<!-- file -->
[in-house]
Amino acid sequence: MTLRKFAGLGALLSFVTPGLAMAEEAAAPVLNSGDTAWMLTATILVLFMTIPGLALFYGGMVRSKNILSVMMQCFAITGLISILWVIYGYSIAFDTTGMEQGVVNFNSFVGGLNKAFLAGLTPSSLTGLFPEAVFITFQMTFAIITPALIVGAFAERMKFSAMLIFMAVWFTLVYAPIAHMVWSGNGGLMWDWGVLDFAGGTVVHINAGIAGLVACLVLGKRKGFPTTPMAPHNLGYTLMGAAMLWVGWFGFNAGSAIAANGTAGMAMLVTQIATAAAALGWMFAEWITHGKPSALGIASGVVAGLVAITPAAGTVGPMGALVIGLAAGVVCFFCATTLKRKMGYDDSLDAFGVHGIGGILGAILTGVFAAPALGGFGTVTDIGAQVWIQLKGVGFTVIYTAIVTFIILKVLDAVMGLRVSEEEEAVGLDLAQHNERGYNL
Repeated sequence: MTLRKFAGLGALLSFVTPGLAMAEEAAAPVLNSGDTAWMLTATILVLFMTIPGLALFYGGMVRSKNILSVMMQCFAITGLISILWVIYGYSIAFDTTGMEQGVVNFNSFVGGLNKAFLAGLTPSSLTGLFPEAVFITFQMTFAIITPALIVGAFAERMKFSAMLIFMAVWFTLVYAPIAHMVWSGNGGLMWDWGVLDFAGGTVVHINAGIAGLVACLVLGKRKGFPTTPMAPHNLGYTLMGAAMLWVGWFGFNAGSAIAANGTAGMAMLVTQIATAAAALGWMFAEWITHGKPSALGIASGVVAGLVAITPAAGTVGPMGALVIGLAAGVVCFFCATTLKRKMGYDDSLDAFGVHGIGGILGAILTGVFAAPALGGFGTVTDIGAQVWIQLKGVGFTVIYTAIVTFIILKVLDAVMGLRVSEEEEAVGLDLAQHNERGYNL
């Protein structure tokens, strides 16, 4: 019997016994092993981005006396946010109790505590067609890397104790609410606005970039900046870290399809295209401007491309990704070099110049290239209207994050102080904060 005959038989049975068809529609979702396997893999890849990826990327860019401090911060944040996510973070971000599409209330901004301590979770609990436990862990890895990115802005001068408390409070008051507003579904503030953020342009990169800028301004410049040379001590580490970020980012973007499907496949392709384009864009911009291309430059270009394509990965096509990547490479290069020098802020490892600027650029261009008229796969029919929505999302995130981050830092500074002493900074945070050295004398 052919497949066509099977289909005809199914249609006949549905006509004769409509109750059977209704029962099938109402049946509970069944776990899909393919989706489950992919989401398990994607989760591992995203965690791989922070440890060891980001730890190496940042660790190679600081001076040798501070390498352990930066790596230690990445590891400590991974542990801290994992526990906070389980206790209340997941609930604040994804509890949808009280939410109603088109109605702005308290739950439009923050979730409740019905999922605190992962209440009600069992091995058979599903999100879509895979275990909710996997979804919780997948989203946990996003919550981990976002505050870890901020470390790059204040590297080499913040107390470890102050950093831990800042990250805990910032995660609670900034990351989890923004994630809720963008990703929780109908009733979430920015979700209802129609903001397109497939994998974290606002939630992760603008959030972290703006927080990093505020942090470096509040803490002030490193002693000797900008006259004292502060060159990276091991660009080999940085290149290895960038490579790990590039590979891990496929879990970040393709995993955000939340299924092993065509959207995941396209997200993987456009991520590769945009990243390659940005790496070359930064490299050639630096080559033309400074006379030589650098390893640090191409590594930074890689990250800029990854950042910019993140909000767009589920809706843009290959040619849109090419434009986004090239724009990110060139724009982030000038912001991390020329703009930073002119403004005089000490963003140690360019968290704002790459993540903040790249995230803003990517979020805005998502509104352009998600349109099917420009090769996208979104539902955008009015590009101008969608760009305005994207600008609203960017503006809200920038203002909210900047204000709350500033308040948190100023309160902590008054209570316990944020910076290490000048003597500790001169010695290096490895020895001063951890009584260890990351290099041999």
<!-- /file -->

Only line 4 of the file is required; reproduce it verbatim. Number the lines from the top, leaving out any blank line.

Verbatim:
């Protein structure tokens, strides 16, 4: 019997016994092993981005006396946010109790505590067609890397104790609410606005970039900046870290399809295209401007491309990704070099110049290239209207994050102080904060 005959038989049975068809529609979702396997893999890849990826990327860019401090911060944040996510973070971000599409209330901004301590979770609990436990862990890895990115802005001068408390409070008051507003579904503030953020342009990169800028301004410049040379001590580490970020980012973007499907496949392709384009864009911009291309430059270009394509990965096509990547490479290069020098802020490892600027650029261009008229796969029919929505999302995130981050830092500074002493900074945070050295004398 052919497949066509099977289909005809199914249609006949549905006509004769409509109750059977209704029962099938109402049946509970069944776990899909393919989706489950992919989401398990994607989760591992995203965690791989922070440890060891980001730890190496940042660790190679600081001076040798501070390498352990930066790596230690990445590891400590991974542990801290994992526990906070389980206790209340997941609930604040994804509890949808009280939410109603088109109605702005308290739950439009923050979730409740019905999922605190992962209440009600069992091995058979599903999100879509895979275990909710996997979804919780997948989203946990996003919550981990976002505050870890901020470390790059204040590297080499913040107390470890102050950093831990800042990250805990910032995660609670900034990351989890923004994630809720963008990703929780109908009733979430920015979700209802129609903001397109497939994998974290606002939630992760603008959030972290703006927080990093505020942090470096509040803490002030490193002693000797900008006259004292502060060159990276091991660009080999940085290149290895960038490579790990590039590979891990496929879990970040393709995993955000939340299924092993065509959207995941396209997200993987456009991520590769945009990243390659940005790496070359930064490299050639630096080559033309400074006379030589650098390893640090191409590594930074890689990250800029990854950042910019993140909000767009589920809706843009290959040619849109090419434009986004090239724009990110060139724009982030000038912001991390020329703009930073002119403004005089000490963003140690360019968290704002790459993540903040790249995230803003990517979020805005998502509104352009998600349109099917420009090769996208979104539902955008009015590009101008969608760009305005994207600008609203960017503006809200920038203002909210900047204000709350500033308040948190100023309160902590008054209570316990944020910076290490000048003597500790001169010695290096490895020895001063951890009584260890990351290099041999």